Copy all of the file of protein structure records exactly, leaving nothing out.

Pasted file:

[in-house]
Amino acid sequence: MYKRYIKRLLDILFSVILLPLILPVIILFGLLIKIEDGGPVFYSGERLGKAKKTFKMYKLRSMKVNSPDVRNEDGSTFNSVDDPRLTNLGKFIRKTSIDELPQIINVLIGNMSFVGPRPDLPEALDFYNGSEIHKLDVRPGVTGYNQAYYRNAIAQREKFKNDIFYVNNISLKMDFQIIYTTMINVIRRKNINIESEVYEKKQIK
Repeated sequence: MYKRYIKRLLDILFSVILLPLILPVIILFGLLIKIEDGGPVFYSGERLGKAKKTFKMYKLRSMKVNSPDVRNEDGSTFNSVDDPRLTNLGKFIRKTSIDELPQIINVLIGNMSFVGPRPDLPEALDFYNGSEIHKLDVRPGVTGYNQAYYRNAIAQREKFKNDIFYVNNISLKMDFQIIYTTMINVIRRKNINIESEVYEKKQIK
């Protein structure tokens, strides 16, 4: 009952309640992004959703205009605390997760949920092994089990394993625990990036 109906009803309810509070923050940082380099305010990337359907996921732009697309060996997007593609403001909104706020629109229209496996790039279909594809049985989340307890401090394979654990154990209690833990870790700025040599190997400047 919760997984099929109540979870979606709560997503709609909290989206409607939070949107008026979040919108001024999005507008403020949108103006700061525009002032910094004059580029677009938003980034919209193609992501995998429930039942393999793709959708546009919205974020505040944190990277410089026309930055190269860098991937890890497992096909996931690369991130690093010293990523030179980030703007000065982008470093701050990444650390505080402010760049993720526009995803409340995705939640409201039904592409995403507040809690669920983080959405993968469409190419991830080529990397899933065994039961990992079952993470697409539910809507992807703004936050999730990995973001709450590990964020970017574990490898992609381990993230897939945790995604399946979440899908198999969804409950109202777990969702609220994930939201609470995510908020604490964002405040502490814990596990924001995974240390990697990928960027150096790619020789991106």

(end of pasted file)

[in-house]
Amino acid sequence: MYKRYIKRLLDILFSVILLPLILPVIILFGLLIKIEDGGPVFYSGERLGKAKKTFKMYKLRSMKVNSPDVRNEDGSTFNSVDDPRLTNLGKFIRKTSIDELPQIINVLIGNMSFVGPRPDLPEALDFYNGSEIHKLDVRPGVTGYNQAYYRNAIAQREKFKNDIFYVNNISLKMDFQIIYTTMINVIRRKNINIESEVYEKKQIK
Repeated sequence: MYKRYIKRLLDILFSVILLPLILPVIILFGLLIKIEDGGPVFYSGERLGKAKKTFKMYKLRSMKVNSPDVRNEDGSTFNSVDDPRLTNLGKFIRKTSIDELPQIINVLIGNMSFVGPRPDLPEALDFYNGSEIHKLDVRPGVTGYNQAYYRNAIAQREKFKNDIFYVNNISLKMDFQIIYTTMINVIRRKNINIESEVYEKKQIK
């Protein structure tokens, strides 16, 4: 009952309640992004959703205009605390997760949920092994089990394993625990990036 109906009803309810509070923050940082380099305010990337359907996921732009697309060996997007593609403001909104706020629109229209496996790039279909594809049985989340307890401090394979654990154990209690833990870790700025040599190997400047 919760997984099929109540979870979606709560997503709609909290989206409607939070949107008026979040919108001024999005507008403020949108103006700061525009002032910094004059580029677009938003980034919209193609992501995998429930039942393999793709959708546009919205974020505040944190990277410089026309930055190269860098991937890890497992096909996931690369991130690093010293990523030179980030703007000065982008470093701050990444650390505080402010760049993720526009995803409340995705939640409201039904592409995403507040809690669920983080959405993968469409190419991830080529990397899933065994039961990992079952993470697409539910809507992807703004936050999730990995973001709450590990964020970017574990490898992609381990993230897939945790995604399946979440899908198999969804409950109202777990969702609220994930939201609470995510908020604490964002405040502490814990596990924001995974240390990697990928960027150096790619020789991106």